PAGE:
Nostalgic for the Future: Data That is ‘Close to You’

Last week, I had a dream — and in it, Karen Carpenter and I were friends. The following night, I had a similar dream — and this time it was Carly Simon. I literally went to bed the next night hoping for a Roberta Flack visitation.

Last week, I had a dream and in it, Karen Carpenter and I were friends. The following night, I had a similar dream and this time it was Carly Simon. I literally went to bed the next night hoping for a Roberta Flack visitation. As a result of these slumbering vocalists and songwriters, I’ve spent a good part of my leisure time over the New Year holiday listening to all their songs on my iPod. It’s yesterday, once more.

Who knows why we dream what we dream?

Sometimes, it just happens that when we’ve experienced enough in life, in play, in work some situations are bound to come around again, next week or decades later. I mean, I owned all that vinyl way back then and now I can stream it all again.

Greatest Hits: Lifecycles of Data-Inspired Marketing

So when Marc Pritchard of Procter & Gamble last week at the Consumer Electronics Show talked about “a world without ads,” I said to myself “oh, I’ve heard this song before.” And he’s right to say it.

In the world of data and direct marketing, a quest for wholly efficient advertising and a mythical 100-percent response rate actually is a 100-year science. Thank you, visionaries, such as Claude Hopkins.

• The 19th Century shopkeeper knew each customer, and conversed regularly. Ideally, each customer’s wants and desires were noted and needs anticipated to the extent that the customer was fulfilled accordingly. (Aaron Montgomery Ward and Richard Warren Sears.)
• Direct marketing originally through print, catalogs and mail, and then broadcast sought to replicate this model remotely. Measurement, attribution and response were put to science. Creativity served the science, or science served the creativity in either direction. Segmentation, analytics and differentiated communication flowed. (David Ogilvy, Stan Rapp and Alvin Eicoff, among others).
• In digital, social and mobile, direct marketing is rejuvenated this time “data-driven marketing.” Some have described this as data-inspired storytelling, or direct marketing on steroids. How responsible data collection can be used to identify prospect needs and wants, and funnel tailored communication through to sale, service and repeat purchase. (Jeff Bezos, among others.)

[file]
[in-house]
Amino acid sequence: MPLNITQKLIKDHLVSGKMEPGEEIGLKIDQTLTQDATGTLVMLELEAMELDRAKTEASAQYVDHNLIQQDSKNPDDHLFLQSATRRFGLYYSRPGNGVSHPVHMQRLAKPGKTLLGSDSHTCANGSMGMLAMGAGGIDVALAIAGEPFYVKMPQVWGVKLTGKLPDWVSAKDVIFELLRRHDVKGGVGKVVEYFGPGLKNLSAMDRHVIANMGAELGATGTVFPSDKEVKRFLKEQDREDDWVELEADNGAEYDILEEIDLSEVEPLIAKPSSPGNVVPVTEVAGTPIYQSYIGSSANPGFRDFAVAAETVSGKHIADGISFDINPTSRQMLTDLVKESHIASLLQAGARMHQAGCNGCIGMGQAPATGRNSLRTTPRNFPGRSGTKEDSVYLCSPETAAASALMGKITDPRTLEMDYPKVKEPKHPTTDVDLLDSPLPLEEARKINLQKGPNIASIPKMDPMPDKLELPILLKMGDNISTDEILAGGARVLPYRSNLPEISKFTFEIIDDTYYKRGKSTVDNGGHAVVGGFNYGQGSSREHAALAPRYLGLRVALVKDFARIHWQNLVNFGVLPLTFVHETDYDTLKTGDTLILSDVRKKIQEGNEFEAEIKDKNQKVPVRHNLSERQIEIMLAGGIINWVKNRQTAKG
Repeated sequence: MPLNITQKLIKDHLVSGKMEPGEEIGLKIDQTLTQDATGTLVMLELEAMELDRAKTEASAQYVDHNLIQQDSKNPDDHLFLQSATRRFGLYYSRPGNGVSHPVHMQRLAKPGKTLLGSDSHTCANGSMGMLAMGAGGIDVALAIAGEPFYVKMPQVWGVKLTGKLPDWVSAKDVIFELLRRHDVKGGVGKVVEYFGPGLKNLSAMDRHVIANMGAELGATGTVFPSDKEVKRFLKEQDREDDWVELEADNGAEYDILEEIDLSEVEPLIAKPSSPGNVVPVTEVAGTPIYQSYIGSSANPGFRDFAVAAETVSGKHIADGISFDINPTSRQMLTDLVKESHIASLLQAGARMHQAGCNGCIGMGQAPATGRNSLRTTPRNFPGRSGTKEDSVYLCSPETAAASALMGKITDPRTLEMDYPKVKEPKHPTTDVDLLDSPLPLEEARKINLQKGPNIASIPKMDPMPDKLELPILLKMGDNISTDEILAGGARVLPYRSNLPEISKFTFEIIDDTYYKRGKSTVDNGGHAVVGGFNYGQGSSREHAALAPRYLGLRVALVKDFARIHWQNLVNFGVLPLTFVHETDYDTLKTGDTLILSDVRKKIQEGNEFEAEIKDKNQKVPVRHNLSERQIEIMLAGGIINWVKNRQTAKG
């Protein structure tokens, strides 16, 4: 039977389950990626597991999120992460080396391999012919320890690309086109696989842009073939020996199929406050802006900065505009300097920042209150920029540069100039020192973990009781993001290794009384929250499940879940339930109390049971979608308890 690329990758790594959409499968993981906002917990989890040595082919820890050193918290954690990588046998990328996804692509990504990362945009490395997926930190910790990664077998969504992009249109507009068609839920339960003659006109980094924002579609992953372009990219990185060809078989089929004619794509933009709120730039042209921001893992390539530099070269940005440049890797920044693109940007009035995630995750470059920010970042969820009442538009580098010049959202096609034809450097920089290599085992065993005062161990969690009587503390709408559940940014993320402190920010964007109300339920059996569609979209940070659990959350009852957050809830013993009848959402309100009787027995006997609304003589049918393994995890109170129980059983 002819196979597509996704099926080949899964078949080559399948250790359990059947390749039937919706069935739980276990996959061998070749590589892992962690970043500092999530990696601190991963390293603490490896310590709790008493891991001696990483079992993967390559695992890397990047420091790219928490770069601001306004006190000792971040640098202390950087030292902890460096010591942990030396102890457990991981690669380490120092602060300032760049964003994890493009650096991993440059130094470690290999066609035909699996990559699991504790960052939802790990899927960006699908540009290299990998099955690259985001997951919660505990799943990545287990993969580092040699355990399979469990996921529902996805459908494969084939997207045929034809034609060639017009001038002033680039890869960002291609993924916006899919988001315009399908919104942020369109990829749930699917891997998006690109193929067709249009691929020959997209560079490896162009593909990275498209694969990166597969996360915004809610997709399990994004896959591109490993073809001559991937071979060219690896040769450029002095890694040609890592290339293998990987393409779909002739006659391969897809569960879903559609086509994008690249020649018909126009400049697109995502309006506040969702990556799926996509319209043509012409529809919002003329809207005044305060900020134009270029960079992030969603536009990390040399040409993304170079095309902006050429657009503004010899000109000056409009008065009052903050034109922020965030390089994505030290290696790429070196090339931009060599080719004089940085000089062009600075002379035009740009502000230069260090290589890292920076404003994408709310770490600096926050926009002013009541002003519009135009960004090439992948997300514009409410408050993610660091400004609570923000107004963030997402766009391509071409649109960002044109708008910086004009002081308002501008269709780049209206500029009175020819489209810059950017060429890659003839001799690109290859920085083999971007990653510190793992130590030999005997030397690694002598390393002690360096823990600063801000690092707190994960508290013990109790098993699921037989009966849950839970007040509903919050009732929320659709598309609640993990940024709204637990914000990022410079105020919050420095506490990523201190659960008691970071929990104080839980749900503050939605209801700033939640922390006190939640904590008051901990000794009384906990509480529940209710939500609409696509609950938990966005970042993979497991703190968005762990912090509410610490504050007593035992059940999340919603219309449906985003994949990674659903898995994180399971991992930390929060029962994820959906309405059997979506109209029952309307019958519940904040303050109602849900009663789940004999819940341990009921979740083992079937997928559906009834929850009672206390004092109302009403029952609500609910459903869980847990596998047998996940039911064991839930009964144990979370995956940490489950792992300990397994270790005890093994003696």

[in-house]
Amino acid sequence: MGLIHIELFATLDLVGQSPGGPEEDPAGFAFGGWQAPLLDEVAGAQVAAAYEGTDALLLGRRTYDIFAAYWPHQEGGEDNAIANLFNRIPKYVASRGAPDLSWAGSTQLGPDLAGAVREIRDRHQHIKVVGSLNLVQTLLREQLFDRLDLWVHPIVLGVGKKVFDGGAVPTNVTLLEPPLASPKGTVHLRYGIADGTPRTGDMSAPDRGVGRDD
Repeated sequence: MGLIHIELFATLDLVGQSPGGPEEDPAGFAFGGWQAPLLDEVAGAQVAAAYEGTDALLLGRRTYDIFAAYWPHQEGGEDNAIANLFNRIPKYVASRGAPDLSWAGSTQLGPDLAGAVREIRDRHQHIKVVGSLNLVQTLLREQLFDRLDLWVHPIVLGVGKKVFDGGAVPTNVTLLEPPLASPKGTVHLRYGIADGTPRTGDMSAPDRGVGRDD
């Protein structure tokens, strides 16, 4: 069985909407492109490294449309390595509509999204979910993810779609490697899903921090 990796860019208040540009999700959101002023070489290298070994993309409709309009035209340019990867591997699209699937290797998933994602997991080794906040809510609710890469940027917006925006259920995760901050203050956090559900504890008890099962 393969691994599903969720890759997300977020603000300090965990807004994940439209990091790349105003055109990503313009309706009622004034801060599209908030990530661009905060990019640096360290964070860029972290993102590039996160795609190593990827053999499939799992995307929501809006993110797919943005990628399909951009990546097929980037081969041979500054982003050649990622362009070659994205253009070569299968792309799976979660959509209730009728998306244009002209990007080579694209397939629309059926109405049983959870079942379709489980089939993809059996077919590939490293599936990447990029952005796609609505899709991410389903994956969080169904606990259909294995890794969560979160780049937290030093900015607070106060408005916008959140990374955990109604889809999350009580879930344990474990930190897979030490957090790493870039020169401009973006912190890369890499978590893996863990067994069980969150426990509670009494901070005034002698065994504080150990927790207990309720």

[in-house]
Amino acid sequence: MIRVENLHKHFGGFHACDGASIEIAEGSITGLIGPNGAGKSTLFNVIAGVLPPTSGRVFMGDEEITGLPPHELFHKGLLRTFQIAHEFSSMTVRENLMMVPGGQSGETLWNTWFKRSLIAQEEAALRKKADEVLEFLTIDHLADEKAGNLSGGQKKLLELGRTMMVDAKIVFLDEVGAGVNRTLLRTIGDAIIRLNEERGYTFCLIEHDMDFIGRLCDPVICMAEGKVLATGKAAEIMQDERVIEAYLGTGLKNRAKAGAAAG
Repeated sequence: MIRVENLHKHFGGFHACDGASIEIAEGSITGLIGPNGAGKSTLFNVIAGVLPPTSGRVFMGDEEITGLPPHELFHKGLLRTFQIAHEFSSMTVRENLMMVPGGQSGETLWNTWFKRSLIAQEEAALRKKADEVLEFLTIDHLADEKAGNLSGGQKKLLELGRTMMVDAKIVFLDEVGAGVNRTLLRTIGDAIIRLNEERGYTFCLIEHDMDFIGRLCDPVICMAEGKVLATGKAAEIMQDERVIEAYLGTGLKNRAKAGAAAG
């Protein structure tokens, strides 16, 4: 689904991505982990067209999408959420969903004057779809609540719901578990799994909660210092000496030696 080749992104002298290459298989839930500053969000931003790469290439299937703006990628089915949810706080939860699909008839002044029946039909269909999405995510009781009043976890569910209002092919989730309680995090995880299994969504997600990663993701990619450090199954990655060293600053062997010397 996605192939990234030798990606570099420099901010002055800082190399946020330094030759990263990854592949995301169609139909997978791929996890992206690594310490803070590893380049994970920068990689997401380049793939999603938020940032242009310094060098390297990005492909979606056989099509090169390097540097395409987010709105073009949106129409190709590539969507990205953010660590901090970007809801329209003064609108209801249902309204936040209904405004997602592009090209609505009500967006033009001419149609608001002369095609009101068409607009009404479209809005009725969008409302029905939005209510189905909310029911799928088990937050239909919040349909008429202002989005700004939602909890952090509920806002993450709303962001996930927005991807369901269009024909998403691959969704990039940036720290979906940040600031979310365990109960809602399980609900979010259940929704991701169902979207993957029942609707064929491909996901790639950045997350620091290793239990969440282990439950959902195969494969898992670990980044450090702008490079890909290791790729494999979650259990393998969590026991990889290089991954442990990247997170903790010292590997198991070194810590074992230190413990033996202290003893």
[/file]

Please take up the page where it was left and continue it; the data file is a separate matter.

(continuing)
• And now the product itself can be designed to communicate to the customer smart appliances, smart cars, and the parts and products inside, with sensors and Internet connections and mobile app interfaces all being able to let the user know, it’s time for consideration or some other product lifecycle action.

Post-Advertising: A Reverence for Data

In all these examples, the constant is “I want to know you, so I can serve you the customer” and the facilitator is data. We exist to create and serve a customer. Period. Anything less is not sustainable. Data, in these models, is sought, analyzed and revered. It is also transparent, and its use and application has consumer buy-in. That premise is as true now in the Internet age, as it was in the direct response era before it. We all need to excel in data reverence, first, and then data analysis and application.

Advertising does have a role here, of course. Not every product sells itself and not every product meets customer satisfaction fully. The best advertising, and even the best data behind it, cannot save a bad product. There is always a need for advertising and marketing to inform the consumer, and a brand promise that serves to attract and retain beyond the product.

Every generation has its pop heroes. Tonight, I may just dream of Adele.

Factors for Marketers to Consider in Attribution Rules

At the end of each campaign effort, a good database marketer is supposed to study “what worked, and what didn’t,” using attribution rules. Call it “Back-end Analysis” or “Campaign Analytics.” Old-timers may use terms like “Match-back.” Regardless, it is one of the most important steps in 1:1 marketing that is synonymous with what we used to call “Closed-loop Marketing.”

At the end of each campaign effort, a good database marketer is supposed to study “what worked, and what didn’t,” using attribution rules. Call it “Back-end Analysis” or “Campaign Analytics.” Old-timers may use terms like “Match-back.” Regardless, it is one of the most important steps in 1:1 marketing that is synonymous with what we used to call “Closed-loop Marketing.” (refer to my first article on Target Marketing from 11 years ago, “Close the Loop Properly”).

In fact, this back-end analysis is so vital that if one skips this part of analytics, I can argue that the offending marketer ceases to be a 1:1 or database marketer. What good are all those databases and data collection mechanisms, if we don’t even examine campaign results? If we are not to learn from the past, how would we be able to improve results, even in the immediate future? Just wild guesses and gut feelings? I’ve said it many times, but let me say it again: Gut-feelings are overrated. Way more overrated than any cheesy buzzword that summarizes complex ideas into one or two catchy words.